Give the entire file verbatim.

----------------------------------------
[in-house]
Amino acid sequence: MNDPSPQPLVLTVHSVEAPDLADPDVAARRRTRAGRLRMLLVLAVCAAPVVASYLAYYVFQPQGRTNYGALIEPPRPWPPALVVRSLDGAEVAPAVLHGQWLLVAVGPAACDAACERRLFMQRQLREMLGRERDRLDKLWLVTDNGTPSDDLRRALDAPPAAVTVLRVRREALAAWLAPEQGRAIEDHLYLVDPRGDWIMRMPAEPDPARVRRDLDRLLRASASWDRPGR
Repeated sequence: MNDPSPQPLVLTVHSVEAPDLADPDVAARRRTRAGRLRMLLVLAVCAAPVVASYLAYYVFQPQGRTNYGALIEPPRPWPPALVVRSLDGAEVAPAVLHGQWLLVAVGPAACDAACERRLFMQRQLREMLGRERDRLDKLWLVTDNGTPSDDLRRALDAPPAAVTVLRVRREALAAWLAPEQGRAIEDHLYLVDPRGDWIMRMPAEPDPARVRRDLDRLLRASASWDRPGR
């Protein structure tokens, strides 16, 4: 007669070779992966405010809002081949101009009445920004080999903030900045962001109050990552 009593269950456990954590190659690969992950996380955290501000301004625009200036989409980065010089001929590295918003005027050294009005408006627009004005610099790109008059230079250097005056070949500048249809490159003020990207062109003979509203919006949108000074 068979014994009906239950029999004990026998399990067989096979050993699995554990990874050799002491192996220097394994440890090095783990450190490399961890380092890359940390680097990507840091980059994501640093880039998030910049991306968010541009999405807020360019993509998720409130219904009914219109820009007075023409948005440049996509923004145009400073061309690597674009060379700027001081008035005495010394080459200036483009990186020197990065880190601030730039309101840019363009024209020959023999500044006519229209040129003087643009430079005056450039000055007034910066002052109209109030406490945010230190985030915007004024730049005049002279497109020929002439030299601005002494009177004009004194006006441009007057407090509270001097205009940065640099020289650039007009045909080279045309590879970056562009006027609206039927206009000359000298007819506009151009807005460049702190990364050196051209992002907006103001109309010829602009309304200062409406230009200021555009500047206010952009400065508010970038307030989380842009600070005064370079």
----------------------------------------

[in-house]
Amino acid sequence: MNDPSPQPLVLTVHSVEAPDLADPDVAARRRTRAGRLRMLLVLAVCAAPVVASYLAYYVFQPQGRTNYGALIEPPRPWPPALVVRSLDGAEVAPAVLHGQWLLVAVGPAACDAACERRLFMQRQLREMLGRERDRLDKLWLVTDNGTPSDDLRRALDAPPAAVTVLRVRREALAAWLAPEQGRAIEDHLYLVDPRGDWIMRMPAEPDPARVRRDLDRLLRASASWDRPGR
Repeated sequence: MNDPSPQPLVLTVHSVEAPDLADPDVAARRRTRAGRLRMLLVLAVCAAPVVASYLAYYVFQPQGRTNYGALIEPPRPWPPALVVRSLDGAEVAPAVLHGQWLLVAVGPAACDAACERRLFMQRQLREMLGRERDRLDKLWLVTDNGTPSDDLRRALDAPPAAVTVLRVRREALAAWLAPEQGRAIEDHLYLVDPRGDWIMRMPAEPDPARVRRDLDRLLRASASWDRPGR
């Protein structure tokens, strides 16, 4: 007669070779992966405010809002081949101009009445920004080999903030900045962001109050990552 009593269950456990954590190659690969992950996380955290501000301004625009200036989409980065010089001929590295918003005027050294009005408006627009004005610099790109008059230079250097005056070949500048249809490159003020990207062109003979509203919006949108000074 068979014994009906239950029999004990026998399990067989096979050993699995554990990874050799002491192996220097394994440890090095783990450190490399961890380092890359940390680097990507840091980059994501640093880039998030910049991306968010541009999405807020360019993509998720409130219904009914219109820009007075023409948005440049996509923004145009400073061309690597674009060379700027001081008035005495010394080459200036483009990186020197990065880190601030730039309101840019363009024209020959023999500044006519229209040129003087643009430079005056450039000055007034910066002052109209109030406490945010230190985030915007004024730049005049002279497109020929002439030299601005002494009177004009004194006006441009007057407090509270001097205009940065640099020289650039007009045909080279045309590879970056562009006027609206039927206009000359000298007819506009151009807005460049702190990364050196051209992002907006103001109309010829602009309304200062409406230009200021555009500047206010952009400065508010970038307030989380842009600070005064370079």